He also cited “tactical HPC for inference,” the use of a subset of a system that was trained on a larger HPC system. “It could be questions as trivial as your smart phone being able to understand your voice or as relatively computationally complex” as a self-driving car.”

“There are companies out there adopting business intelligence, who are being forced into HPC simply because their data sets are growing,” Sorensen said. “They don’t have the luxury of saying ‘Wow, we’ve got all this additional data, let’s just ignore it because we don’t have the computational capability to handle it.’ The growth in the data that’s available to these companies is forcing them into the HPC world, whether they like it or not.”

He said the next major development in deep learning is what Sorensen called “on the job training” – an application becoming smarter as it carries out its tasks. “You have a car that’s driving down a street and comes across a problem it hasn’t seen before. And if it reacts badly or properly, that information is then communicated to the entire community of cars that are using that same inference engine. It’s a merging of training and inference.”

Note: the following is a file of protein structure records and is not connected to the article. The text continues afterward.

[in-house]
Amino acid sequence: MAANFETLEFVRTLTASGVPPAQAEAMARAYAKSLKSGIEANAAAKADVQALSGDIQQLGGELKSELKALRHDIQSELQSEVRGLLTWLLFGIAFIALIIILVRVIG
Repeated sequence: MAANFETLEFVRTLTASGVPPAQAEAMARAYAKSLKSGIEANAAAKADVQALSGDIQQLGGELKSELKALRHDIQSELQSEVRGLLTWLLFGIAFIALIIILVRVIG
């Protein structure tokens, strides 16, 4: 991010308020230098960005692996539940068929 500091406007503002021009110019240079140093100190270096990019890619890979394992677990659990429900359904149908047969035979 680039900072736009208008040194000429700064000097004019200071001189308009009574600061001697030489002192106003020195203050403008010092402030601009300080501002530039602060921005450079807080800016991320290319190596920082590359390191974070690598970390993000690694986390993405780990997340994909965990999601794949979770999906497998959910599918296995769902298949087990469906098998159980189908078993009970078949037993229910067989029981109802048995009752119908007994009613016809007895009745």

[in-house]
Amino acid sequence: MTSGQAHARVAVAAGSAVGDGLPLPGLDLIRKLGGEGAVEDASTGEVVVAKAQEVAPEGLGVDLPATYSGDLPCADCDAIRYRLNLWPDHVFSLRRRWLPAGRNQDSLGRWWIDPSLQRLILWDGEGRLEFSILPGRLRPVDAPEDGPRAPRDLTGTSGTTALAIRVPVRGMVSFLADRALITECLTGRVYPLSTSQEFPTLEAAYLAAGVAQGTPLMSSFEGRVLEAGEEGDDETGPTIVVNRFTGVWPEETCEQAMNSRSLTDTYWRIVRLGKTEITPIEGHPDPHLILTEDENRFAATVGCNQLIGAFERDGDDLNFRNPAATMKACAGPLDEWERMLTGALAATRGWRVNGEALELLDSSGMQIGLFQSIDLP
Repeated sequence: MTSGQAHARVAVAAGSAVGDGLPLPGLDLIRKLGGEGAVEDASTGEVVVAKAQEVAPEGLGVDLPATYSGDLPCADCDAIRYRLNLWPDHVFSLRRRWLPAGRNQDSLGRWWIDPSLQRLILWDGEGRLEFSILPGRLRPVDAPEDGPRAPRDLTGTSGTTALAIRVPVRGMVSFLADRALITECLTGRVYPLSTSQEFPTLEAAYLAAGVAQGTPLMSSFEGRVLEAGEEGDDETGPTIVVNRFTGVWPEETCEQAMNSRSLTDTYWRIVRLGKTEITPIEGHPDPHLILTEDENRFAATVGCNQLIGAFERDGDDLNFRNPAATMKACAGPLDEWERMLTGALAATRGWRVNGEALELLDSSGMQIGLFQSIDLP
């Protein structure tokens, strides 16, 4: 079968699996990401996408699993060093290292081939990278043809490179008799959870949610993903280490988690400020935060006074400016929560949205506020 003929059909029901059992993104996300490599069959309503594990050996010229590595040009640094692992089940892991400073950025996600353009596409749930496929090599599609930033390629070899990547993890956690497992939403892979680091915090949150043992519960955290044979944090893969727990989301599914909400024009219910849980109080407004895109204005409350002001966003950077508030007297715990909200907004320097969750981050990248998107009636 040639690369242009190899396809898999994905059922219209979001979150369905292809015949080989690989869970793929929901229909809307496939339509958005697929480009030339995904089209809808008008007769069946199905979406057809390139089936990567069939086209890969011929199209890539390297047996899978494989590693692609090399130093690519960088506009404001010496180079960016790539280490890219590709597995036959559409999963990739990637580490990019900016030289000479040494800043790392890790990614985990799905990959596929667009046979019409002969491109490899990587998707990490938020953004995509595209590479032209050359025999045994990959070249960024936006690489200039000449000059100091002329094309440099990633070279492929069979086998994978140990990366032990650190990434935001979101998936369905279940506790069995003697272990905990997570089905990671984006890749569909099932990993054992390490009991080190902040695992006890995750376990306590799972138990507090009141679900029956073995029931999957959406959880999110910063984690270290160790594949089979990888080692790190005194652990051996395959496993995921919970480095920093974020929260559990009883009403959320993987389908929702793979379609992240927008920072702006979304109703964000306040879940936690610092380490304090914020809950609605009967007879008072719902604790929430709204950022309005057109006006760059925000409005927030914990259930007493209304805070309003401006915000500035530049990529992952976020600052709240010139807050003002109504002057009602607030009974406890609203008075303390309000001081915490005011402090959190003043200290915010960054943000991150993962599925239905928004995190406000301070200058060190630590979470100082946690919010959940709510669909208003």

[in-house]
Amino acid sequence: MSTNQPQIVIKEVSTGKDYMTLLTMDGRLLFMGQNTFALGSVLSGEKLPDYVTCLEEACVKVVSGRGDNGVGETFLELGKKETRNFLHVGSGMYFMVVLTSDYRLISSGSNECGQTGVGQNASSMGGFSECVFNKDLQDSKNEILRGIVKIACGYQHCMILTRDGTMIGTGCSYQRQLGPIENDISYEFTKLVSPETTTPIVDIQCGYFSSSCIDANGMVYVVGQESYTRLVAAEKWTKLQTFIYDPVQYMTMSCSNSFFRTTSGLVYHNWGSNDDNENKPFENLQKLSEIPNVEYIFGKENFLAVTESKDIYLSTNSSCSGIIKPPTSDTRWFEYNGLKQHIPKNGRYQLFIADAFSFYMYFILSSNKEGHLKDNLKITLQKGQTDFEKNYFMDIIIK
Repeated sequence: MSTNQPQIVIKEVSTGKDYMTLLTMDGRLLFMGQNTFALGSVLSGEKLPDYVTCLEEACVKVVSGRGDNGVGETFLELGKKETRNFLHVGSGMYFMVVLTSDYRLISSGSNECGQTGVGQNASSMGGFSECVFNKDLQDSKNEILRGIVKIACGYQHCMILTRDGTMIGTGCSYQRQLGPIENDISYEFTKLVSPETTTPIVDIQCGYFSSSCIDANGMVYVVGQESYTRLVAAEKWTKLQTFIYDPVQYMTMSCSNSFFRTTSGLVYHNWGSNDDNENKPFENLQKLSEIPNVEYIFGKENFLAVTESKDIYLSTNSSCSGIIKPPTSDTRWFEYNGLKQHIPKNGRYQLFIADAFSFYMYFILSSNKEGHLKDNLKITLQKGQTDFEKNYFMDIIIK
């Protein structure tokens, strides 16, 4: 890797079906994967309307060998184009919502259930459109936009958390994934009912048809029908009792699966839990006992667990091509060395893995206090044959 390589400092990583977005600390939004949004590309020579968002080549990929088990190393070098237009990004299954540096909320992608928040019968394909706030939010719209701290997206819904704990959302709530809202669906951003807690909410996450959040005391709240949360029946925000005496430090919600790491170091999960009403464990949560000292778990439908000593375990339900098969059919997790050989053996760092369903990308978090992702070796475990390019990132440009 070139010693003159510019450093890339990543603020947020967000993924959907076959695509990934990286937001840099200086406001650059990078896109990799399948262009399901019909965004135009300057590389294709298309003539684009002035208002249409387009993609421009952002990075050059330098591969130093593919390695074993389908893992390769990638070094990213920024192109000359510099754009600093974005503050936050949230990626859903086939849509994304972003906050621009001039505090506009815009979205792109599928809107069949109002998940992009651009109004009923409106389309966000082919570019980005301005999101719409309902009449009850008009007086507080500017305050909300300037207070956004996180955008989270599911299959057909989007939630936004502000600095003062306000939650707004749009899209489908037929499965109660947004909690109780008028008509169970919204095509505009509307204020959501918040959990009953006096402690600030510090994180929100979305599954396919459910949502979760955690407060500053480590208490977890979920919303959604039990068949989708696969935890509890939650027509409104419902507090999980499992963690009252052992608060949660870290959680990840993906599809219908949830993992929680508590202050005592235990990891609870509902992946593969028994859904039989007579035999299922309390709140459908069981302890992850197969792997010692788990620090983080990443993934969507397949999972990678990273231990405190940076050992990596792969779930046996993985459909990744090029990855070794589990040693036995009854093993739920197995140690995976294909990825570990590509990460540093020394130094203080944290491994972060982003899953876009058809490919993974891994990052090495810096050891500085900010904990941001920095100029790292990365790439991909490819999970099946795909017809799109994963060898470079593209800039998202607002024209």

At the breakfast, IDC also announced the 10th round of recipients of the HPC Innovation Excellence Award. This year’s winners are:

Robert Wilhelmson and Leigh Orf, University of Wisconsin at Madison: “Unlocking the Mysteries of the Most Violent Tornadoes.” The researched studied devastating, long-lived tornadoes, which are rare but the death and destruction they cause is significant. This computational project reviewed nearly four years of the researchers’ HPC-based work with a strong focus on recent supercell thunderstorm simulations. Wilhelmson and Orf an overview of the challenges that were overcome in order to simulate and visualize tornadoes, embedded within their parent thunderstorms, at ultra-high spatial and temporal resolution.